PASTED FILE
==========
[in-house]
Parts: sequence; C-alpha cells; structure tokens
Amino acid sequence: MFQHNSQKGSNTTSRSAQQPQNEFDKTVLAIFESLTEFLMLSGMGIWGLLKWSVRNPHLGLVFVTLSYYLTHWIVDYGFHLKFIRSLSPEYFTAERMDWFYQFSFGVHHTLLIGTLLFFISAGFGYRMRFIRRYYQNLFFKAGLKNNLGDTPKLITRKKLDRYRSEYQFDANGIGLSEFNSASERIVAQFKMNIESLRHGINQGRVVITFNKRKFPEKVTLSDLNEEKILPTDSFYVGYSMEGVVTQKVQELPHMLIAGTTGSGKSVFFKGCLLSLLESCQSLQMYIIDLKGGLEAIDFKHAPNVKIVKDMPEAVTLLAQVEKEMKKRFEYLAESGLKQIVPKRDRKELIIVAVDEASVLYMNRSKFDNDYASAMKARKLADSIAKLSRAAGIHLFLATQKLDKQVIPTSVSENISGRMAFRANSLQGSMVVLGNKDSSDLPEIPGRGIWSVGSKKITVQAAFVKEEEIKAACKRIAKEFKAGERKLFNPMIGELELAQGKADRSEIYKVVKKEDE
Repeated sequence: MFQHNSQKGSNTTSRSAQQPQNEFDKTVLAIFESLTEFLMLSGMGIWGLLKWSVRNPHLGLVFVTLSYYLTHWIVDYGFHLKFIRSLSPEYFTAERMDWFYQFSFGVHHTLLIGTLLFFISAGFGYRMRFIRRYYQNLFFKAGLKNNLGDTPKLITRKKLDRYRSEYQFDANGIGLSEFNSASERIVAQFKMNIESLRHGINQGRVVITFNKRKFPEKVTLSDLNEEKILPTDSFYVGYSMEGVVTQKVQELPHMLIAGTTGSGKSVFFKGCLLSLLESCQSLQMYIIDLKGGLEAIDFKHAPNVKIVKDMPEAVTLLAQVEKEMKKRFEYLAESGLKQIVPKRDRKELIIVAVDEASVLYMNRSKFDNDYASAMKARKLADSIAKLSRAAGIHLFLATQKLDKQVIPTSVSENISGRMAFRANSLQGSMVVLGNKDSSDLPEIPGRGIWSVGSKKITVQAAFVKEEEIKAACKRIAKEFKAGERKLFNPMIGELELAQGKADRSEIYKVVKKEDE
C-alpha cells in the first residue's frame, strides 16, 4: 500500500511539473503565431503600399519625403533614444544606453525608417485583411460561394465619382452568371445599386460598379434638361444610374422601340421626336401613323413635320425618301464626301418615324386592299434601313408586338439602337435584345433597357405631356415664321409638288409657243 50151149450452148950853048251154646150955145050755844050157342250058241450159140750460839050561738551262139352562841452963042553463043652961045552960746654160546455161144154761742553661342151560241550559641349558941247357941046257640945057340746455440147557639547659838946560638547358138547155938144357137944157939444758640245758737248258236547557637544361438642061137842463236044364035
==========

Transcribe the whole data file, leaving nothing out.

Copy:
[in-house]
Parts: sequence; C-alpha cells; structure tokens
Amino acid sequence: MFQHNSQKGSNTTSRSAQQPQNEFDKTVLAIFESLTEFLMLSGMGIWGLLKWSVRNPHLGLVFVTLSYYLTHWIVDYGFHLKFIRSLSPEYFTAERMDWFYQFSFGVHHTLLIGTLLFFISAGFGYRMRFIRRYYQNLFFKAGLKNNLGDTPKLITRKKLDRYRSEYQFDANGIGLSEFNSASERIVAQFKMNIESLRHGINQGRVVITFNKRKFPEKVTLSDLNEEKILPTDSFYVGYSMEGVVTQKVQELPHMLIAGTTGSGKSVFFKGCLLSLLESCQSLQMYIIDLKGGLEAIDFKHAPNVKIVKDMPEAVTLLAQVEKEMKKRFEYLAESGLKQIVPKRDRKELIIVAVDEASVLYMNRSKFDNDYASAMKARKLADSIAKLSRAAGIHLFLATQKLDKQVIPTSVSENISGRMAFRANSLQGSMVVLGNKDSSDLPEIPGRGIWSVGSKKITVQAAFVKEEEIKAACKRIAKEFKAGERKLFNPMIGELELAQGKADRSEIYKVVKKEDE
Repeated sequence: MFQHNSQKGSNTTSRSAQQPQNEFDKTVLAIFESLTEFLMLSGMGIWGLLKWSVRNPHLGLVFVTLSYYLTHWIVDYGFHLKFIRSLSPEYFTAERMDWFYQFSFGVHHTLLIGTLLFFISAGFGYRMRFIRRYYQNLFFKAGLKNNLGDTPKLITRKKLDRYRSEYQFDANGIGLSEFNSASERIVAQFKMNIESLRHGINQGRVVITFNKRKFPEKVTLSDLNEEKILPTDSFYVGYSMEGVVTQKVQELPHMLIAGTTGSGKSVFFKGCLLSLLESCQSLQMYIIDLKGGLEAIDFKHAPNVKIVKDMPEAVTLLAQVEKEMKKRFEYLAESGLKQIVPKRDRKELIIVAVDEASVLYMNRSKFDNDYASAMKARKLADSIAKLSRAAGIHLFLATQKLDKQVIPTSVSENISGRMAFRANSLQGSMVVLGNKDSSDLPEIPGRGIWSVGSKKITVQAAFVKEEEIKAACKRIAKEFKAGERKLFNPMIGELELAQGKADRSEIYKVVKKEDE
C-alpha cells in the first residue's frame, strides 16, 4: 500500500511539473503565431503600399519625403533614444544606453525608417485583411460561394465619382452568371445599386460598379434638361444610374422601340421626336401613323413635320425618301464626301418615324386592299434601313408586338439602337435584345433597357405631356415664321409638288409657243 50151149450452148950853048251154646150955145050755844050157342250058241450159140750460839050561738551262139352562841452963042553463043652961045552960746654160546455161144154761742553661342151560241550559641349558941247357941046257640945057340746455440147557639547659838946560638547358138547155938144357137944157939444758640245758737248258236547557637544361438642061137842463236044364035